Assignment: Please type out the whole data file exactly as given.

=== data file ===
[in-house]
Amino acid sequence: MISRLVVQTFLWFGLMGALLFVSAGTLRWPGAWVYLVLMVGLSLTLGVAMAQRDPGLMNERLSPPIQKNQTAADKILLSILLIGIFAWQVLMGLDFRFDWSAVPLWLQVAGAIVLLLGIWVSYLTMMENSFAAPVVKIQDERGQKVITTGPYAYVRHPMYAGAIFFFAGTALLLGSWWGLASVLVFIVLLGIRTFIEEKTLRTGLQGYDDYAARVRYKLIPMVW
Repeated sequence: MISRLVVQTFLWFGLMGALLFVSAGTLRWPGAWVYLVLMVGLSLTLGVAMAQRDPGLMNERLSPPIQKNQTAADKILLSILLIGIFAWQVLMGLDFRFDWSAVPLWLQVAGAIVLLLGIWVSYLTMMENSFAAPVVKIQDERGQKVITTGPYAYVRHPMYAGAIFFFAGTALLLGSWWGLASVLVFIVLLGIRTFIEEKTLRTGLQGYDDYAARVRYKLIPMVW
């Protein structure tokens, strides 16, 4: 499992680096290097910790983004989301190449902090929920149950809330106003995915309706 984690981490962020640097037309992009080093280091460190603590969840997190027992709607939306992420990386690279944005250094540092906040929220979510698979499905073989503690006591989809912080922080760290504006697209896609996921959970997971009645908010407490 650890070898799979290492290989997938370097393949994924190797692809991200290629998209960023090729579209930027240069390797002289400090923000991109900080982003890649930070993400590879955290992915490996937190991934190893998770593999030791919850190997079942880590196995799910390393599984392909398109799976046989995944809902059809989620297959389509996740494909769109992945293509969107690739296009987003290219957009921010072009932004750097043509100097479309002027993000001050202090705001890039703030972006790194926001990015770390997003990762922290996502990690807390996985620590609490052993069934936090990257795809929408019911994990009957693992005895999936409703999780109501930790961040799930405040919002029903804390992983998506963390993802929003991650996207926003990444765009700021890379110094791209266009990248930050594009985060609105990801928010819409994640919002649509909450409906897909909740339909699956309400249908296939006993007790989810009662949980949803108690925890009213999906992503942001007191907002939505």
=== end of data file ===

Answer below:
[in-house]
Amino acid sequence: MISRLVVQTFLWFGLMGALLFVSAGTLRWPGAWVYLVLMVGLSLTLGVAMAQRDPGLMNERLSPPIQKNQTAADKILLSILLIGIFAWQVLMGLDFRFDWSAVPLWLQVAGAIVLLLGIWVSYLTMMENSFAAPVVKIQDERGQKVITTGPYAYVRHPMYAGAIFFFAGTALLLGSWWGLASVLVFIVLLGIRTFIEEKTLRTGLQGYDDYAARVRYKLIPMVW
Repeated sequence: MISRLVVQTFLWFGLMGALLFVSAGTLRWPGAWVYLVLMVGLSLTLGVAMAQRDPGLMNERLSPPIQKNQTAADKILLSILLIGIFAWQVLMGLDFRFDWSAVPLWLQVAGAIVLLLGIWVSYLTMMENSFAAPVVKIQDERGQKVITTGPYAYVRHPMYAGAIFFFAGTALLLGSWWGLASVLVFIVLLGIRTFIEEKTLRTGLQGYDDYAARVRYKLIPMVW
């Protein structure tokens, strides 16, 4: 499992680096290097910790983004989301190449902090929920149950809330106003995915309706 984690981490962020640097037309992009080093280091460190603590969840997190027992709607939306992420990386690279944005250094540092906040929220979510698979499905073989503690006591989809912080922080760290504006697209896609996921959970997971009645908010407490 650890070898799979290492290989997938370097393949994924190797692809991200290629998209960023090729579209930027240069390797002289400090923000991109900080982003890649930070993400590879955290992915490996937190991934190893998770593999030791919850190997079942880590196995799910390393599984392909398109799976046989995944809902059809989620297959389509996740494909769109992945293509969107690739296009987003290219957009921010072009932004750097043509100097479309002027993000001050202090705001890039703030972006790194926001990015770390997003990762922290996502990690807390996985620590609490052993069934936090990257795809929408019911994990009957693992005895999936409703999780109501930790961040799930405040919002029903804390992983998506963390993802929003991650996207926003990444765009700021890379110094791209266009990248930050594009985060609105990801928010819409994640919002649509909450409906897909909740339909699956309400249908296939006993007790989810009662949980949803108690925890009213999906992503942001007191907002939505």